Gender-informed care is close to my heart. When working with clients with an eating disorder, a gender-informed lens is necessary, and allowing space for clients to be seen and feel heard is vital to the recovery process. Doing so allows a provider to open their eyes past the binary and see individuals for who they are. In my work with Monte Nido, I educate staff on gender-informed care while continually looking for ways to further educate myself.
Knowing what has led someone to seek out treatment is essential to developing a care plan that will give an individual the tools to heal. When listening to their stories it is important to remain neutral and not discount any one person’s lived experience. As a professional develops a gender-informed dialogue within themselves, they are better able to meet the client’s needs. The first step is always respecting an individual’s pronouns, paying attention to how individuals introduce themselves, and the order of their pronouns listed (typically, they can be listed in order of preference). This is a great stepping stone to showing individuals that you care and are paying attention to how they identify.
My role within Monte Nido & Affiliates allows me to integrate and perpetuate gender-informed care, which is supported by leadership. Within Monte Nido, programming is gender-informed, and training is available for new and tenured staff. Monte Nido also offers in-service training to staff in collaboration with Schuyler Bailar, the first trans athlete to compete in any sport on an NCAA D1 men’s team, and the only to have competed for all four years (Bailar 2022).
He is an internationally-celebrated inspirational speaker and a respected advocate for inclusion, body acceptance, and mental health awareness (Bailar 2022). In addition, he is an alumnus of one of our programs and currently is a Monte Nido Fellow, where he works closely with the team at Monte Nido & Affiliates to continue teaching and guiding others on gender-inclusive care, particularly in the context of eating disorder treatment. It’s been very valuable for staff to learn from individuals with lived experiences who also have a passion for educating others.
In my experience, identifying as queer and non-binary does not mean one has learned all there is to know about being queer and non-binary. It’s important for providers to be open and learn from clients and other professionals. Actively looking for feedback and implementing it are crucial to developing as a professional. Another great resource for gender-informed care is the World Professional Association for Transgender Health (WPATH), an organization that promotes standards of health care through the articulation of its Standards of Care guide. Their guide is free and accessible thru their website. Other individuals to learn from are Alok Vaid-Menon and social medial influencer Matt Bernstein.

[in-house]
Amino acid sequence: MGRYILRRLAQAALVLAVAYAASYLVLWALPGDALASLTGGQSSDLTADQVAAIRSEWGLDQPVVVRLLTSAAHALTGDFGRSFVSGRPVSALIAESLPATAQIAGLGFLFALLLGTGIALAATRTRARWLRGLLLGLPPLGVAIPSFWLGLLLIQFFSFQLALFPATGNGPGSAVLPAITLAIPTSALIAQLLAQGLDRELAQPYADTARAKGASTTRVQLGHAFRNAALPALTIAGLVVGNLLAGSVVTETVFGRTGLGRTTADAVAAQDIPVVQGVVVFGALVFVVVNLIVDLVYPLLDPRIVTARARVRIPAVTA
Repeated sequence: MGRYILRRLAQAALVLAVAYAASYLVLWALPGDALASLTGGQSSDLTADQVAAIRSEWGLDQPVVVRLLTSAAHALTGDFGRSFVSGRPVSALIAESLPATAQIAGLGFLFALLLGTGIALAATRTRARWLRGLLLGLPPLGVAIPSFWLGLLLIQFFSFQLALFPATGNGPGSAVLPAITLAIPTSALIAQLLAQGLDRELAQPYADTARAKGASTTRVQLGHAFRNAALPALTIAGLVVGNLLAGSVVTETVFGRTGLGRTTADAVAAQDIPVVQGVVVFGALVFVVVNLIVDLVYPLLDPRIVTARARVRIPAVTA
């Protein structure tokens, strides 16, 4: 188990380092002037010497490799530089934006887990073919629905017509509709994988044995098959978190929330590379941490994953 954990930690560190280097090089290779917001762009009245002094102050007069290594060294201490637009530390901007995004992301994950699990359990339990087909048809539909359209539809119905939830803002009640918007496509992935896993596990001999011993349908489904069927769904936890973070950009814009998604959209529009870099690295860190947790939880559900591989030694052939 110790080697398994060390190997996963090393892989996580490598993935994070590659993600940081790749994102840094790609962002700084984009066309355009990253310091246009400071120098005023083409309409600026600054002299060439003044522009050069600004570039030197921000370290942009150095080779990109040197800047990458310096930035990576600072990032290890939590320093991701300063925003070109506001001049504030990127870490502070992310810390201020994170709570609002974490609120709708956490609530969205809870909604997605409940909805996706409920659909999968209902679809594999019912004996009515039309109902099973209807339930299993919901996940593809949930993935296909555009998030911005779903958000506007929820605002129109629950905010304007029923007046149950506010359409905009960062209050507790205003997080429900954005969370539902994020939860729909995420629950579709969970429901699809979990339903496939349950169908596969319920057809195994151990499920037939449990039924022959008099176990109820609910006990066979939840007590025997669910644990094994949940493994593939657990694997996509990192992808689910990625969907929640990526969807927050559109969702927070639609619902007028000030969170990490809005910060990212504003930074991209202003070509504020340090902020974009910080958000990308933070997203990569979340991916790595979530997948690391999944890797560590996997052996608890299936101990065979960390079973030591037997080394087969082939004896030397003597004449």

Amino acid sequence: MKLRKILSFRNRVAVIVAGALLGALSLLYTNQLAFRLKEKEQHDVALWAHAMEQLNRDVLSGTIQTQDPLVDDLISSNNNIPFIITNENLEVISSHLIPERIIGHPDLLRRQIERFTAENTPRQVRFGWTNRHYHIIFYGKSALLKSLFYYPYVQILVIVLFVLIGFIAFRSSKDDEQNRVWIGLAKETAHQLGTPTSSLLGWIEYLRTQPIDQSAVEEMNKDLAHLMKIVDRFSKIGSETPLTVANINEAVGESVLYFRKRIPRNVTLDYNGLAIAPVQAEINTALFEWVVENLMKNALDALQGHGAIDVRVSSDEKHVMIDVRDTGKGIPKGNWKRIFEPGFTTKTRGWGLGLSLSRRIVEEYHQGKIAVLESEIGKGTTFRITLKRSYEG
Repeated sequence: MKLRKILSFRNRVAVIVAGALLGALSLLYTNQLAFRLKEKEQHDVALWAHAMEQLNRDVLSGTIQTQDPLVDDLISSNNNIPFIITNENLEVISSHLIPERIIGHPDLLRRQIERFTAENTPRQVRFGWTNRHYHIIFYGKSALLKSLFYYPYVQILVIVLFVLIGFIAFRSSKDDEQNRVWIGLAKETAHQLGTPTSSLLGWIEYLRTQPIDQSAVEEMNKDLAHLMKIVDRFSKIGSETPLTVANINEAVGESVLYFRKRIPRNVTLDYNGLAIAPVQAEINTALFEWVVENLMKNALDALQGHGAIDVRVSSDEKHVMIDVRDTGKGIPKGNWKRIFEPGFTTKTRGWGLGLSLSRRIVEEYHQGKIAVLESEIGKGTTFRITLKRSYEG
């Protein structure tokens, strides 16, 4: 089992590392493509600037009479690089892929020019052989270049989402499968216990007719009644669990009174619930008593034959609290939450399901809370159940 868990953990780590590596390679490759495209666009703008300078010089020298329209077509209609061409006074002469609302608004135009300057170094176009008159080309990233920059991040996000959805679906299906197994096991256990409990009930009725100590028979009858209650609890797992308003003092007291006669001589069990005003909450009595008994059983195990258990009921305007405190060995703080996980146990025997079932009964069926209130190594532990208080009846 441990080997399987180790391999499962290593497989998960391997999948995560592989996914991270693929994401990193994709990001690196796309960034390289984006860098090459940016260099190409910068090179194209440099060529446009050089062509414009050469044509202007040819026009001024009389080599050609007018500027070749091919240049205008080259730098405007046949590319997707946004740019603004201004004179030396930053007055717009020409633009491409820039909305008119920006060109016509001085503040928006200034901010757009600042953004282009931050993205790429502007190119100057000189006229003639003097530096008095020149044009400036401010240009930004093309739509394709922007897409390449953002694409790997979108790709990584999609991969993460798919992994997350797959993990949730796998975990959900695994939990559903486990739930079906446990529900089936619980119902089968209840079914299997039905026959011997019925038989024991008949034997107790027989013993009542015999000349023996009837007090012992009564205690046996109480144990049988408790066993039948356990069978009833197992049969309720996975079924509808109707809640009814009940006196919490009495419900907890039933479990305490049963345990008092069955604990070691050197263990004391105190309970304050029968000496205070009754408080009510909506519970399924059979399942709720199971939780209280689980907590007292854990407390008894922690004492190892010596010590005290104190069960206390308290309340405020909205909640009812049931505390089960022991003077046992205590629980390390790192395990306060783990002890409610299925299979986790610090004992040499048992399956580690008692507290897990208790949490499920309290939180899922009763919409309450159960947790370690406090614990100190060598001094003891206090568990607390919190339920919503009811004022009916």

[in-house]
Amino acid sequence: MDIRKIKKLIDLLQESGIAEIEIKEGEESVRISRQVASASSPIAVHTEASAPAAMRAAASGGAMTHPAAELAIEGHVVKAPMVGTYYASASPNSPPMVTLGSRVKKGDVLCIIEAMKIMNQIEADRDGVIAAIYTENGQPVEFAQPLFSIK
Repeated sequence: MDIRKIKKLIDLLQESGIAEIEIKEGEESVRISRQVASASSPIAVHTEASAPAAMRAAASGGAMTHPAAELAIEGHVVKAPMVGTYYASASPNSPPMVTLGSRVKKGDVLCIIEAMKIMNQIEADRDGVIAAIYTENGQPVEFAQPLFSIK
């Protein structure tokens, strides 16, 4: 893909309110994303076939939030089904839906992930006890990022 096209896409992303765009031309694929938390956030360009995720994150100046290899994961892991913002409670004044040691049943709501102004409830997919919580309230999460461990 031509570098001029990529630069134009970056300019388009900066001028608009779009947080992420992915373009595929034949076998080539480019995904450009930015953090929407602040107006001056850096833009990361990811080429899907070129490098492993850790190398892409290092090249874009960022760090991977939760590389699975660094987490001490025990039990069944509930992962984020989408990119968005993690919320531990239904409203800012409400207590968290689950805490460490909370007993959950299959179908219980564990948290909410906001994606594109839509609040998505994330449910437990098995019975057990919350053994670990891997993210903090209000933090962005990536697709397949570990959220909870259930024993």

Nutrition support in individuals struggling with disordered eating is my passion. It is beautiful to see someone start to heal their relationship with food and their body. Body image distress is often intertwined into an eating disorder and gender non-conforming individuals may have additional layers to explore. I help clients build a dialogue to untangle the differences between gender dysphoria and body dysmorphia. These two concepts are often intertwined in an individual’s thoughts and can affect an individual’s relationship with food.
Recently, I had a client who identified as a trans woman, who was struggling with this exact topic. In fact, she was tearful throughout the sessions. In our last session together, she started to tell me that she felt fine with gaining weight and that it was not an issue for her. I proceeded to ask why she thought she gained weight, knowing that her weight goal was weight stabilization/ maintenance. We ended up discussing the fact that her weight had not changed since admission. She started tearing up and said, “body dysmorphia is a bit*h.” Also, during this session, I noted that she was relying on some negative behaviors used in treatment.
She noted that a milieu increasing in cisgendered women made her feel that she was less of a woman and this thought led her to connect with her eating disorder for comfort. We then discussed affirming practices and a few skills they can use when they step down a level of care. This session was one of the most powerful sessions I have had, and one that has stayed with me.
Naming an experience or thought is powerful. What is also powerful is when a client you’re working with can notice and understand these concepts and use tools learned in treatment to break their disordered eating pattern. Untangling the web of body dysphoria and gender dysphoria begins with understanding individualized experiences. Knowing someone’s path to treatment is key to helping them heal. Admitting that you don’t know some things, being vulnerable to making mistakes, and learning from them is part of being gender-informed. It is also having compassion for others who are learning as well. For me is it comforting as a provider that Monte Nido & Affiliates supports gender-informed care and all that comes with it.
Brett Hanna MS, RD/N (they/he) completed their undergraduate education at Kent State University in Nutrition and Dietetics, and Exercise Physiology and their graduate education at Florida State University majoring in Exercise Physiology, which a concentration in Sports Nutrition. During their graduate career, they worked and completed research at the FSU Institute of Sports Science and Medicine while completing a Dietetic Internship focusing on eating disorder care, sports nutrition, clinical nutrition, and food service. Shortly after graduation, they joined the Monte Nido East Bay team, and have recently become the Director of Nutrition Services for all of the Monte Nido programs on the West Coast.